Nick Cave: Dark Star

The Big Issue, 15 January, 1996

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This interview appeared in No.164 (Jan 15-21) of The Big Issue, a magazine sold by homeless people here in the UK. it's not particularly inspiring in style or even content, but I thought you might find it interesting. Beware the sweeping statements and rather glib morality at some points...

Nick Cave is disembowelling his lunch. With relish, he delves into the mangled crust of his steak-and-kidney pie and scoops up lumps of meat which he dabbles in a pool of blood-red tomato sauce. In the prissily-decorated restaurant of a select West-London hotel, it's unnerving to watch. Cave looks like a nightmareish hallucination: tight blue suit, dyed ebony locks and night-black shades. He's so thin he doesn't look as if he eats at all. "Have they got lenses in them?" I enquire of his glasses. "No," he says blankly.

In the flesh Nick Cave, 38, looks more serial killer than serious artist, which is appropriate. He carved a successful career from singing about the horrors that lurk in the dark side of the human psyche. His subject matter has always been sex, death and violence - saturated in biblical imagery. "I was more of an authority in the destructive forces," he admits. The forthcoming album by Cave and his band The Bad Seeds is called, simply, Murder Ballads. "I enjoy writing about violence," he says sardonically. "I love the words you can use. It seems to me that most art I find interesting or important stands on ethically very shaky ground."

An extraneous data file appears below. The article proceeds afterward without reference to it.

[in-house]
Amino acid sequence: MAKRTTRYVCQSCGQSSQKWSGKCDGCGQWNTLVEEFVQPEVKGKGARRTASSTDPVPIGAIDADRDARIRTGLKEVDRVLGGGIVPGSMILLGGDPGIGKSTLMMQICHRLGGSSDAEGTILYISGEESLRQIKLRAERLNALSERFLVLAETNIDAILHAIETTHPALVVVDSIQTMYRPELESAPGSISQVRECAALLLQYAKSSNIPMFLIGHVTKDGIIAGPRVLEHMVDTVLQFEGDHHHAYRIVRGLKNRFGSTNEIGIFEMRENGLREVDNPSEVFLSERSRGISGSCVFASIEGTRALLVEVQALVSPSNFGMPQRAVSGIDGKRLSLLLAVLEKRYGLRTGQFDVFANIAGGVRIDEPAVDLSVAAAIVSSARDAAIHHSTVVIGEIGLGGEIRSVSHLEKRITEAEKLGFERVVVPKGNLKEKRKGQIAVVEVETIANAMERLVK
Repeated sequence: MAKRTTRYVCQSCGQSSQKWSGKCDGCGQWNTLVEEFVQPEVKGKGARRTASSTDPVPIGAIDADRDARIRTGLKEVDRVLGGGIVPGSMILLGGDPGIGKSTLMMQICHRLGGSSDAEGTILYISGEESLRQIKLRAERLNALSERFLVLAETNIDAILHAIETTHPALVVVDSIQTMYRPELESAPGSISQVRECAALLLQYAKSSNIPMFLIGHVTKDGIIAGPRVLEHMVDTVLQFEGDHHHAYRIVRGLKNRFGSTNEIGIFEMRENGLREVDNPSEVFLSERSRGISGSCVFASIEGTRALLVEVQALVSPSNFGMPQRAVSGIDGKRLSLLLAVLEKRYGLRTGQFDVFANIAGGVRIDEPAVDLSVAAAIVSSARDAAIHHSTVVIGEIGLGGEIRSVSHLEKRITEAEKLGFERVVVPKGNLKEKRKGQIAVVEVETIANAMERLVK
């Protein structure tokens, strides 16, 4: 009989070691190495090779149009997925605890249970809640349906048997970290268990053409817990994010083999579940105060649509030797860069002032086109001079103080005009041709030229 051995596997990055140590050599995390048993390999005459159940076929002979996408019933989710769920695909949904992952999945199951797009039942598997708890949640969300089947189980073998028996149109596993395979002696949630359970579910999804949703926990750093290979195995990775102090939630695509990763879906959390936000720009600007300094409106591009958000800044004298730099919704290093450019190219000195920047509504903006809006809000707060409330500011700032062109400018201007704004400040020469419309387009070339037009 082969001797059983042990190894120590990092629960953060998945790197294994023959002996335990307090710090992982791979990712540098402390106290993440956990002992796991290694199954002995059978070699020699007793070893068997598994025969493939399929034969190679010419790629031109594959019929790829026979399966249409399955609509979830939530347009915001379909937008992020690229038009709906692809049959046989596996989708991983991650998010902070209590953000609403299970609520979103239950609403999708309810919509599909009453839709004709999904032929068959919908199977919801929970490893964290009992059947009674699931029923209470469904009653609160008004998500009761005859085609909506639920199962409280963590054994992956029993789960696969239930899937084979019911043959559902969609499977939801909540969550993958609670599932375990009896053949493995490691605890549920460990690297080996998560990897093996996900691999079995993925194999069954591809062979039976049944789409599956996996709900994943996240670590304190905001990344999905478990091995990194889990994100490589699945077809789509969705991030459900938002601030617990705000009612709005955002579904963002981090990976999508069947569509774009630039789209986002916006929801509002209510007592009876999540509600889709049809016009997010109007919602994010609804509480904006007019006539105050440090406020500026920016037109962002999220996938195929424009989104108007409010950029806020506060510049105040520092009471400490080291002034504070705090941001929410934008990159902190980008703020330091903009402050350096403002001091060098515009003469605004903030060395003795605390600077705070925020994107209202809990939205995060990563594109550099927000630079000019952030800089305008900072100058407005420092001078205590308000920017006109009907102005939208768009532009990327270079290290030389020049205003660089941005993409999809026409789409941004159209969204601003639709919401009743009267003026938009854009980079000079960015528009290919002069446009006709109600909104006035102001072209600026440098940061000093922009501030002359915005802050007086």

Cave remains a controversial artist with surprisingly wide appeal as shown in his recent duet with more mainstream fellow Australian Kylie Minogue. Over a 15 year career, he's kept hold of a cliquey group of people who never come out in daylight, but he also manages to grace the arts pages of the broadsheets. Music is his main medium but he's also written an acclaimed Southern Gothic novel (And the Ass Saw the Angel), performed in films including Wim Wender's Wings of Desire and written theatre scripts.

Brought up comfortably in Melbourne, Cave was never socially deprived - he was a rebel because he wanted to be one. The singer, a mainline junkie by the age of 21, was a yowling, howling grotesque. "I was far more acquainted with destructive forces than constructive ones," he admits of the time.

The post-punk underground climate was black-clad decadent and nihilistic. Cave and The Birthday Party, his smacked-out band of Aussie art-school hooligans, made the other contenders look like mummy's boys. He still throws himself with white-heat conviction into his performances but nowadays he comes across more like a hellish Las Vegas cabaret entertainer than the depraved show-off of yore.

"I see myself as a writer who loves making music," he says. "I used to see myself as a painter - which is a truly noble occupation - but I failed art school."

Following Silence of the Lambs, Natural Born Killers, and now David Fincher's ultra-macabre film Seven, the multiple murderer has become a ghastly contemporary icon. Cave, whose early career contributed to the concept of stylish violence, refers to murder as "a handy little device" for telling stories, but in the wake of the real-life horrors of the Rosemary West trial, his morbid artistic pre-occupation with murder is tastelessly timed.